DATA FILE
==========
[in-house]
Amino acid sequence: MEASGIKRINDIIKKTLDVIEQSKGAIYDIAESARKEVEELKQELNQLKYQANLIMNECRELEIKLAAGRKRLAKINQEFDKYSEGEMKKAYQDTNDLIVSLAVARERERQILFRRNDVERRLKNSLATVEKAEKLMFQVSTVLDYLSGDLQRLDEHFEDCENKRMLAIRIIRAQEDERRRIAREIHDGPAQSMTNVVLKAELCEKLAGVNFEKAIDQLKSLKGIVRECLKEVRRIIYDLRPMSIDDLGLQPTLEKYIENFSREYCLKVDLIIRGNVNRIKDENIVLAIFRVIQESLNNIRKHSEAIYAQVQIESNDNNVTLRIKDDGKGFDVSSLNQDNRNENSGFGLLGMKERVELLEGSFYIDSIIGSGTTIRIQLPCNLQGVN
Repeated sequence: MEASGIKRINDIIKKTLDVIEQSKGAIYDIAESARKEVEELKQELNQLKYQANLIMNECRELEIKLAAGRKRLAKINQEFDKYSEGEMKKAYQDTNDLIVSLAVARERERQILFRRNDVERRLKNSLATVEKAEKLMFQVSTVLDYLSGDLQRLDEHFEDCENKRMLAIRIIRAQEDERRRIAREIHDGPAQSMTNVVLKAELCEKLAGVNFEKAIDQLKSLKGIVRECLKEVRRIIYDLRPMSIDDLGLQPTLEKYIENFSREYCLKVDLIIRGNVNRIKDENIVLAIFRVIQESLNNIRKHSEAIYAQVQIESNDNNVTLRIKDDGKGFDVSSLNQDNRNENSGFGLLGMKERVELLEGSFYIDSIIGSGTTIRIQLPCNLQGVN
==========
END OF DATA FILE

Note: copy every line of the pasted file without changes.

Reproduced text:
[in-house]
Amino acid sequence: MEASGIKRINDIIKKTLDVIEQSKGAIYDIAESARKEVEELKQELNQLKYQANLIMNECRELEIKLAAGRKRLAKINQEFDKYSEGEMKKAYQDTNDLIVSLAVARERERQILFRRNDVERRLKNSLATVEKAEKLMFQVSTVLDYLSGDLQRLDEHFEDCENKRMLAIRIIRAQEDERRRIAREIHDGPAQSMTNVVLKAELCEKLAGVNFEKAIDQLKSLKGIVRECLKEVRRIIYDLRPMSIDDLGLQPTLEKYIENFSREYCLKVDLIIRGNVNRIKDENIVLAIFRVIQESLNNIRKHSEAIYAQVQIESNDNNVTLRIKDDGKGFDVSSLNQDNRNENSGFGLLGMKERVELLEGSFYIDSIIGSGTTIRIQLPCNLQGVN
Repeated sequence: MEASGIKRINDIIKKTLDVIEQSKGAIYDIAESARKEVEELKQELNQLKYQANLIMNECRELEIKLAAGRKRLAKINQEFDKYSEGEMKKAYQDTNDLIVSLAVARERERQILFRRNDVERRLKNSLATVEKAEKLMFQVSTVLDYLSGDLQRLDEHFEDCENKRMLAIRIIRAQEDERRRIAREIHDGPAQSMTNVVLKAELCEKLAGVNFEKAIDQLKSLKGIVRECLKEVRRIIYDLRPMSIDDLGLQPTLEKYIENFSREYCLKVDLIIRGNVNRIKDENIVLAIFRVIQESLNNIRKHSEAIYAQVQIESNDNNVTLRIKDDGKGFDVSSLNQDNRNENSGFGLLGMKERVELLEGSFYIDSIIGSGTTIRIQLPCNLQGVN